College still a viable path to MLS

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Jimmy Conrad needed a bit of the beach. He needed a bit of soccer. He needed a bit of time to experience life. Essentially, Jimmy Conrad needed college.

The 2006 U.S. World Cup veteran and defensive icon for the Kansas City Wizards needed Los Angeles, needed higher education and needed former Bruins coach Sigi Schmid.

A stigma still remains around the college game, despite the success of players such as Conrad. Though the MLS landscape for player acquisitions is shifting, that doesn't mean the college game will become irrelevant when it comes to player development.

"It's an important component," Conrad said. "I was a late bloomer and couldn't have gotten far without college. It's still valuable, though its not for everybody."

UCLA, Virginia and Maryland have provided more players to Major League Soccer than any other college programs. The Bruins leads all universities with 54 players, including notables such as Carlos Bocanegra, Paul Caligiuri and Cobi Jones. The Cavaliers have produced 41 players and the Terrapins 34, including 20 in the past five years.

Conrad, 33, a 12-year MLS veteran, said Schmid (now coaching MLS' Seattle Sounders) proved the greatest factor in establishing UCLA as a national powerhouse and a developmental academy in its own right.

"Sigi really did a good job of making it his program," Conrad said. "He set the tradition of having high expectations and the coaches that have followed have had to meet those standards."

Bruins coach Jorge Salcedo said college provides an avenue for players who might have been missed in the youth national team system.

"We develop human beings before we develop soccer players," Salcedo said. "In the development of young men, their maturation from one year to the next is enormous. We can't ever fully understand what's going to happen over time for a player from age 17 to 21."

Maryland coach Sasho Cirovski said the college game is often unfairly criticized for not developing players. A couple of common complaints cite the short fall season of roughly four months and the unlimited substitution policy. Cirovski said Maryland replicates a professional culture in terms of training daily and playing, for the most part, only 14-15 players in a match. He did concede that the rigorous scheduling of tournaments and three matches per week demand a more frequent substitution pattern than in the professional ranks.

"College soccer is still a vital part of the developmental process in this country," Cirovski said. "We're producing high-level players who can step in and play immediately. We make good players better and we can also take players who weren't quite ready yet and provide them a platform to bloom and blossom."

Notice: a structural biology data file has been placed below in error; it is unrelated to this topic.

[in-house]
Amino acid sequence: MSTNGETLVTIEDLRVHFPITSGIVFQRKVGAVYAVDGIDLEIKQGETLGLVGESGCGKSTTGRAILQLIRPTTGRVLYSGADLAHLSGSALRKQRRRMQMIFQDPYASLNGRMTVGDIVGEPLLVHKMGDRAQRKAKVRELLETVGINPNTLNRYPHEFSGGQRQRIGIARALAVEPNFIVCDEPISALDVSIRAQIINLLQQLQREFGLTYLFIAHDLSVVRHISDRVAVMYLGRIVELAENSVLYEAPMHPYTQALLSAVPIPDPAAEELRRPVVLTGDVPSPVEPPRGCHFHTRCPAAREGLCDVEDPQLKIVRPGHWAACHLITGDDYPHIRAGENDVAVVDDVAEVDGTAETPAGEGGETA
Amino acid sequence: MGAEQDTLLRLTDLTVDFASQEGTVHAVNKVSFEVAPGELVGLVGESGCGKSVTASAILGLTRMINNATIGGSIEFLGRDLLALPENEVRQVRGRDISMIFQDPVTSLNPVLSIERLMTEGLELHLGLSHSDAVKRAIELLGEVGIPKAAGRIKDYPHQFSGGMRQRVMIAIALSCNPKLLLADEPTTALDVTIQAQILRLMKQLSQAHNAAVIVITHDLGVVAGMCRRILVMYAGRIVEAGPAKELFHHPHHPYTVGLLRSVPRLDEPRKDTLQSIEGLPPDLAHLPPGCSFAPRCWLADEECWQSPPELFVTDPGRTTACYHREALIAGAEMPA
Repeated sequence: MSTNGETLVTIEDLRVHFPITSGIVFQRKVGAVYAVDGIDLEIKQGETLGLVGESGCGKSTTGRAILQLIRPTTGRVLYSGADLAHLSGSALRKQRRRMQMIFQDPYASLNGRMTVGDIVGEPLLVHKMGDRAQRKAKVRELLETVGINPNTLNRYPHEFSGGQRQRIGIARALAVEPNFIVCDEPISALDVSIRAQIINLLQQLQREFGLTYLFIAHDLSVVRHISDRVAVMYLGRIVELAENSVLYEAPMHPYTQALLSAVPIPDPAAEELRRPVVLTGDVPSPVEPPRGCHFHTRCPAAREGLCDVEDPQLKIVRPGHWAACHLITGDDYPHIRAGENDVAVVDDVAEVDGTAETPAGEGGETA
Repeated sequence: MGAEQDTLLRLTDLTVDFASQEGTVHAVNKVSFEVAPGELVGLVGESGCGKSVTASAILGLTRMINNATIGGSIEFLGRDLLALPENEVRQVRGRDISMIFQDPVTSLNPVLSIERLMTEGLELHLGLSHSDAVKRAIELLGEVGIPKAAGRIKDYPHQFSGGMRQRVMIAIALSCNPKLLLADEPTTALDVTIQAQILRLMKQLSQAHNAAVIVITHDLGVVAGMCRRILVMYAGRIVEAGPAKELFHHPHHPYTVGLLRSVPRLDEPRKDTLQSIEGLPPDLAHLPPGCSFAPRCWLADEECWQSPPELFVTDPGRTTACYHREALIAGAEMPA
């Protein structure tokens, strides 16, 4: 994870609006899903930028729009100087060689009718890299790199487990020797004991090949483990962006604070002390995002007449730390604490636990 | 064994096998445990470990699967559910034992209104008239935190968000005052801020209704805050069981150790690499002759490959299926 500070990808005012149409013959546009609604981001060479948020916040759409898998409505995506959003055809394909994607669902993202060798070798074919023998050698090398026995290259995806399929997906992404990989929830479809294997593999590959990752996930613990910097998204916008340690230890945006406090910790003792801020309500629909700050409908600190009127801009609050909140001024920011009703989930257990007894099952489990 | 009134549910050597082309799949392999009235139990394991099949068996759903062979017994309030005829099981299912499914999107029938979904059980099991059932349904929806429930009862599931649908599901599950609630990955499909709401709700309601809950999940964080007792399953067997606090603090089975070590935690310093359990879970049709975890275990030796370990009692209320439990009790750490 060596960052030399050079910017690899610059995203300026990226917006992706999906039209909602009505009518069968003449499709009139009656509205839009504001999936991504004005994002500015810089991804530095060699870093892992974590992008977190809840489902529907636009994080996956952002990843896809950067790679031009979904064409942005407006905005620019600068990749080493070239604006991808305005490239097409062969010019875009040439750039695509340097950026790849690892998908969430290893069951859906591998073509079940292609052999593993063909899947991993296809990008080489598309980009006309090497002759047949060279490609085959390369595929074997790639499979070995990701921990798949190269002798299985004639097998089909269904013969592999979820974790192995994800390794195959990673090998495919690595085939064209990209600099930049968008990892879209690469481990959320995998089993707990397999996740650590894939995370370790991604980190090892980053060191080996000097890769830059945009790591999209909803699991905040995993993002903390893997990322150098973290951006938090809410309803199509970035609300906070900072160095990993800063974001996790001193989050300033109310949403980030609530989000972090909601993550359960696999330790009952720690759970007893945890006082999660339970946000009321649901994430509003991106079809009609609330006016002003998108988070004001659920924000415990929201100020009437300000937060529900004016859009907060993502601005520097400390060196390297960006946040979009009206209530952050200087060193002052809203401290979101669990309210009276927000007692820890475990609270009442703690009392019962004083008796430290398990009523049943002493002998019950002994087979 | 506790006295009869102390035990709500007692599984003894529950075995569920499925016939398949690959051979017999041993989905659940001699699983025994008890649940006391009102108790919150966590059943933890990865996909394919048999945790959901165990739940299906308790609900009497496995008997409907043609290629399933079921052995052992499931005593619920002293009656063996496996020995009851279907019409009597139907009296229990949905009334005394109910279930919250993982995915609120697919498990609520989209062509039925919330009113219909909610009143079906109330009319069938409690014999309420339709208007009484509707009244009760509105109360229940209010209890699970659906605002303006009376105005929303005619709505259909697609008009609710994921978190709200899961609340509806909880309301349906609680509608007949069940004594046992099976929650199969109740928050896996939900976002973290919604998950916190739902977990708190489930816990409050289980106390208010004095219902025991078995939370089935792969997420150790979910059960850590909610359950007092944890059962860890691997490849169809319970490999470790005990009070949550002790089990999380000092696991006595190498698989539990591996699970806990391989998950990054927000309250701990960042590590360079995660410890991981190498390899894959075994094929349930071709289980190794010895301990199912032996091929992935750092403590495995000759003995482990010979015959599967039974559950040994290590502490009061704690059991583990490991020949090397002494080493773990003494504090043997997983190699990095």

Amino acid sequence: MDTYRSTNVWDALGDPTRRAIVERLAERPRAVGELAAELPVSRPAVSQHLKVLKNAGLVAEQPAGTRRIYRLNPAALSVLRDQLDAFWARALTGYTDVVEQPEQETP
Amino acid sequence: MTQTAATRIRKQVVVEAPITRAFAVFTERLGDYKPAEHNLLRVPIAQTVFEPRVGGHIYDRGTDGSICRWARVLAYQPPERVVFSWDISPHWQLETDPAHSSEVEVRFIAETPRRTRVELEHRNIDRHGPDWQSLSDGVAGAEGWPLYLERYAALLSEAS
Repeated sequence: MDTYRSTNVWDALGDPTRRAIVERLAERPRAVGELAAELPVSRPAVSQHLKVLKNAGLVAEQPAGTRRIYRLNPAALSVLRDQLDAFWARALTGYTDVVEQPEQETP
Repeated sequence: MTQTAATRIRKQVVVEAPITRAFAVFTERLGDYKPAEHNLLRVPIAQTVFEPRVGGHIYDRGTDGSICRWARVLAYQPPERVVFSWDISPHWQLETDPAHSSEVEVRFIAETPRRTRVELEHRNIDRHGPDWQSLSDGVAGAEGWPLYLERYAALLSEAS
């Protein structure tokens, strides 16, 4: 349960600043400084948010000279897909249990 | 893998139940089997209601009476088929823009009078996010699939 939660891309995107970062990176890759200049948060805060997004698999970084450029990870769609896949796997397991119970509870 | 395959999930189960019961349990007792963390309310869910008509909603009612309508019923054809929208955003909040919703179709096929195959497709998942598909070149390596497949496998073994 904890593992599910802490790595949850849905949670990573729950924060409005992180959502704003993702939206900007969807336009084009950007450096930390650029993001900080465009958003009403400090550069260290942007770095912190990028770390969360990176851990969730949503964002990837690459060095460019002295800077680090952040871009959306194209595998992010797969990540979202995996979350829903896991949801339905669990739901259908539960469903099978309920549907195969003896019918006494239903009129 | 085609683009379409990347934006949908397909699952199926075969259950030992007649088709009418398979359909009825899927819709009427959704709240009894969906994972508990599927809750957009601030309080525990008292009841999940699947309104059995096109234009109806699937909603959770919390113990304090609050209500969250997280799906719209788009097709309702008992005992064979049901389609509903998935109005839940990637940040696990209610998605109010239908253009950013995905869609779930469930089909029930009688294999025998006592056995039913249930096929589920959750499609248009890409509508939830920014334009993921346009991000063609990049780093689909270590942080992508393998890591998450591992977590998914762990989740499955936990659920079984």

MLS clubs are now free to develop players on their own through the youth academy movement. Players can also be added through the designated player option, leaving fewer roster spots for draftees.

MLS director of player programs Alfonso Mondelo said the college game remains one of many avenues for developing players in the United States, along with MLS academies, the U.S. Soccer Federation residency program and elite youth clubs. Mondelo noted that advances in youth development help players before they ever reach college, which will ultimately improve the level of collegiate players entering MLS.

He said the growth and stability of MLS has changed the goals of young players. Twenty years ago, a college scholarship was the pinnacle for players because there was no legitimate first-division outdoor league. However, now children can dream of playing pro soccer just as they do with baseball, basketball or American football.

"In the next five to 10 years, with all of these approaches we will see even greater development of the American player," Mondelo said.

As for Conrad, he understands the benefits young pros gain by training daily in a club setting, but he still has a soft spot for his alma mater (in no small part because that's where he met his wife, Lyndsey).

"I'm really torn on the matter because from a growing-up perspective, in terms of becoming a man, college is huge," Conrad said. "It's a nice buffer of being somewhat responsible and not being ready to come out. I can't answer that but I hope somebody will take a stab at it at some point. Maybe when I'm done I'll solve it myself because I haven't decided yet what I want to do next."